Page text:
Google is responsible for the jailing by the chinese commies of many dissidents & human rights activists and there have been protests by chinese against the cooperation between Google & the chinese authorities sending many to prison.Goggly Google will comply happily with the turkish officials in order to keep its business profits.As for Ataturk being a gay-thats a bloody insult for gay people everywhere – he was she in male disguise so `his` right name should be Anaturk.

  3. Yanni Czelig said:

    Unforrtunately for the Turks, Ataturk is a mass murderer. May 19, 1918 in his infamous speech Ataturk said: Turkey belongs to the Turks… this meant of course the annihilation of native non Turkish communities such as the Greeks, Armenians, Assyrians… and it extends now to the Kurds. More than 2 million people of the aforementioned communities have been purged while millions of others were cleansed from their ancestral homes. If Hitler had won World War II, he would probably hold in Germany the same revered position that Ataturk holds today in Turkey… The subsequent path of history does not change the bloody, genocidal and fascist legacy of either leader. It’s true Ataturk kept the territorial integrity of Turkey and founded the Modern Turkish Republic… In that sense he is the Ata… (father of the Turks) i.e Ataturk… yet as we see from the further genocidal campaigns agains the protected (by the Lauzanne treaty) Greek communities of Istanbul, Imvros and Tenedos in 1955, 1964, 1974, the ethnic cleansing of Greek populations (1/3 of the entire population of the island of Cyprus) from North Cyprus, the massive killing of Kurdish populations since the early 80s (now with the number of victims rising to 40,000), the cold blooded murder of Armenian Journalist Hrant Dink and the recent (March 2010) official threat for new deportations of Armenians by the Turkish Prime Minister Erdogan… the genocidal legacy of Ataturk permeates the entire realm of the Modern Turkish Republic and the Turkish nation. Therefore the banishment of google sites much similar to the regimes in China and North Korea comes as no surprise… The Turks originated in Western China and Mongolia anyways.

  4. powerscape said:

    Lawmakers are very silly persons.They supposed to block some web sites.But everybody can enter google,youtube etc.Praticaly, nothing banned in Turkiye.Because there’re tons of way to entering blocking sites and whole country know how to use it. e.g. just only change pc dns server ip to opendns ip numbers and everything is allright or you can use proxy programs like netshade or others, and some proxy sites, several dns ip numbers, ghost ways… But if you’re a newbie to pc and you do not know to use any of these ways, your pc will take automatic assigned dns ip, and you’ll be effected ban. However Prime Minister Erdogan watches blocked youtube and suggest peoples to use it and added that people also know how to open blocked sites. Still Turkish users have got high user ratings in these sites.This events occurs because of youtube ip pool complexity with google. And google still do not answer to Turkish government for their tax payments for a long time. Google have got office in Turkey, and they’re not registered as tax subject. Google pay taxes to every country except Turkiye. So, TAX is the center of it. Right now, I enjoy using all google services with high speed, watching youtube, etc in Turkiye.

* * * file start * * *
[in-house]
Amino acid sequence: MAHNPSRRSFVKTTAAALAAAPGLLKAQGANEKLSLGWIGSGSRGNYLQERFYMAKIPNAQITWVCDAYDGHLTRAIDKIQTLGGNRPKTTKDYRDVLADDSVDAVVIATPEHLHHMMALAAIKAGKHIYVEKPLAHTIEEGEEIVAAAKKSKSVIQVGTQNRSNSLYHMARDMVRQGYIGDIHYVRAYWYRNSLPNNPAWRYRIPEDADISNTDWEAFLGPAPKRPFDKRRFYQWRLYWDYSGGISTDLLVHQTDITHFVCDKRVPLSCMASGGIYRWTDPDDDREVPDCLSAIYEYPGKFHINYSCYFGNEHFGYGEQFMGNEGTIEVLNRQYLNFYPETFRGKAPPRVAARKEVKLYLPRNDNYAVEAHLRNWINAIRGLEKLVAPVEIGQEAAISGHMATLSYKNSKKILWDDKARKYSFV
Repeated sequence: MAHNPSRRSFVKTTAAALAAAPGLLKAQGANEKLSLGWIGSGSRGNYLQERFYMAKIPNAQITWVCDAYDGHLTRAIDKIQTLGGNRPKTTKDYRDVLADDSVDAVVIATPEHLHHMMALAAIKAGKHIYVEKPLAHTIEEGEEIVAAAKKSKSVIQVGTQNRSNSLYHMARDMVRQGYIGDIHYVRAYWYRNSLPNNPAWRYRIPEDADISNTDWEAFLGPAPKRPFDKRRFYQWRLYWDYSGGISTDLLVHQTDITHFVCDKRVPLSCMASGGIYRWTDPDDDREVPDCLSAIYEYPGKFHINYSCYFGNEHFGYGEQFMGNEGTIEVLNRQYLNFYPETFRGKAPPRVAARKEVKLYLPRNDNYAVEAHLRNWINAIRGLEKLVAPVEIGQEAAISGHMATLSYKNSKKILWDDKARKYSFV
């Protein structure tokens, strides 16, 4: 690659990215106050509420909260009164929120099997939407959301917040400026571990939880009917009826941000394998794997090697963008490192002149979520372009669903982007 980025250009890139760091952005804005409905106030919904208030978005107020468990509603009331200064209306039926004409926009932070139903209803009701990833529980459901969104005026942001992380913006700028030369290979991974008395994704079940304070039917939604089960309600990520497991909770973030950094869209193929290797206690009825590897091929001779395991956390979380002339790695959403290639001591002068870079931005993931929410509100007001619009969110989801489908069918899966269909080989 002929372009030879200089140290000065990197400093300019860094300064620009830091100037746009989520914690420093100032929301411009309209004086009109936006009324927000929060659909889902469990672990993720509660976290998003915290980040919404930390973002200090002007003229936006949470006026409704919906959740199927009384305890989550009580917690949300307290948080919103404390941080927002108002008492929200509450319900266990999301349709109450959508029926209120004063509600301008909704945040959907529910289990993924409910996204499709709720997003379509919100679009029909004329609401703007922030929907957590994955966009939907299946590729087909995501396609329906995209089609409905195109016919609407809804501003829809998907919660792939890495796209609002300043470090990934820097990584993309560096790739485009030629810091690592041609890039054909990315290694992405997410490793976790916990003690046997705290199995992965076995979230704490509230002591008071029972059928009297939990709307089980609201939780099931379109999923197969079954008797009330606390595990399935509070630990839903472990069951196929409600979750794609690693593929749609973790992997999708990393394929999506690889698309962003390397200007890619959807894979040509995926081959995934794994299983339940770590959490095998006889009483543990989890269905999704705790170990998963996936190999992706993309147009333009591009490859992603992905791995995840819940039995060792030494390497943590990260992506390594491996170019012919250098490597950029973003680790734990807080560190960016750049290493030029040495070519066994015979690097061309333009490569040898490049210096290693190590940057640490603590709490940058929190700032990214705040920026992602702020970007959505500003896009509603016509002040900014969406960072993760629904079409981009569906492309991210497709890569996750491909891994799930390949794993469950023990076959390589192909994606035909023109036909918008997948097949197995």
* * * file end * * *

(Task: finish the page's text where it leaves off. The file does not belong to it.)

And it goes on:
5. sako said:

    I’m replying to the information provided about Turkey banning youtube. In March 2007 the first ban was about one picture of Kemal crying by a Greek person. The second and third ban was because of a person whos screen names was Bourjhamoud Bourjhamoudkebab kebab2008 and so on who is Armenian. Whoever wrote this article is totally wrong on this information and it looks like they missed the whole part that it was a Lebanese Armenian who got the Turkish government to ban youtube until today. Perhaps these reporters should make a more in depth investigation and get the facts especially when an Armenian newspaper is writing information regarding Turkey. Interestingly enough,a Turkish reporter from Hurriyet newspaper, in the English version, wrote an article about the person “Bourjhamoud” regarding the ban as well. http://istanbulian.blogspot.com/2008/01/man-bit-dog-youtube-is-online-in-turkey.html
    another link http://www.hurriyet.com.tr/english/domestic/10508304.asp?scr=1
    these are examples of the videos http://www.youtube.com/watch?v=XzxI14MxHo0